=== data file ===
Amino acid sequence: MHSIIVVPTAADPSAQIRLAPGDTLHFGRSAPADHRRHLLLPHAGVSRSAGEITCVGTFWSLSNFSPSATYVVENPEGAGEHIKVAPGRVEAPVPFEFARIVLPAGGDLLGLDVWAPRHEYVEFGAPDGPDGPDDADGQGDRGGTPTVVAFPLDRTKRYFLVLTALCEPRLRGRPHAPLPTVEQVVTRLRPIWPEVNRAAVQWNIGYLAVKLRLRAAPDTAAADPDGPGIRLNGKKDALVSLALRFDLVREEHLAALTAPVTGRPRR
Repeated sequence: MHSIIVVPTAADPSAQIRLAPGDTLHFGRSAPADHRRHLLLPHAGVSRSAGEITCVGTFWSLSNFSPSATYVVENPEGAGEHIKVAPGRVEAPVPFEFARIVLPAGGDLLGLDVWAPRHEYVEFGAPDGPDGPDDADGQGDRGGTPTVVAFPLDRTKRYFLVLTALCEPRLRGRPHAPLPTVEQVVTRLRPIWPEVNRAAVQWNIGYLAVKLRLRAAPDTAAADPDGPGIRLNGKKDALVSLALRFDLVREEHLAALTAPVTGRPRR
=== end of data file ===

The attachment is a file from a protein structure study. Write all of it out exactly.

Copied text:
Amino acid sequence: MHSIIVVPTAADPSAQIRLAPGDTLHFGRSAPADHRRHLLLPHAGVSRSAGEITCVGTFWSLSNFSPSATYVVENPEGAGEHIKVAPGRVEAPVPFEFARIVLPAGGDLLGLDVWAPRHEYVEFGAPDGPDGPDDADGQGDRGGTPTVVAFPLDRTKRYFLVLTALCEPRLRGRPHAPLPTVEQVVTRLRPIWPEVNRAAVQWNIGYLAVKLRLRAAPDTAAADPDGPGIRLNGKKDALVSLALRFDLVREEHLAALTAPVTGRPRR
Repeated sequence: MHSIIVVPTAADPSAQIRLAPGDTLHFGRSAPADHRRHLLLPHAGVSRSAGEITCVGTFWSLSNFSPSATYVVENPEGAGEHIKVAPGRVEAPVPFEFARIVLPAGGDLLGLDVWAPRHEYVEFGAPDGPDGPDDADGQGDRGGTPTVVAFPLDRTKRYFLVLTALCEPRLRGRPHAPLPTVEQVVTRLRPIWPEVNRAAVQWNIGYLAVKLRLRAAPDTAAADPDGPGIRLNGKKDALVSLALRFDLVREEHLAALTAPVTGRPRR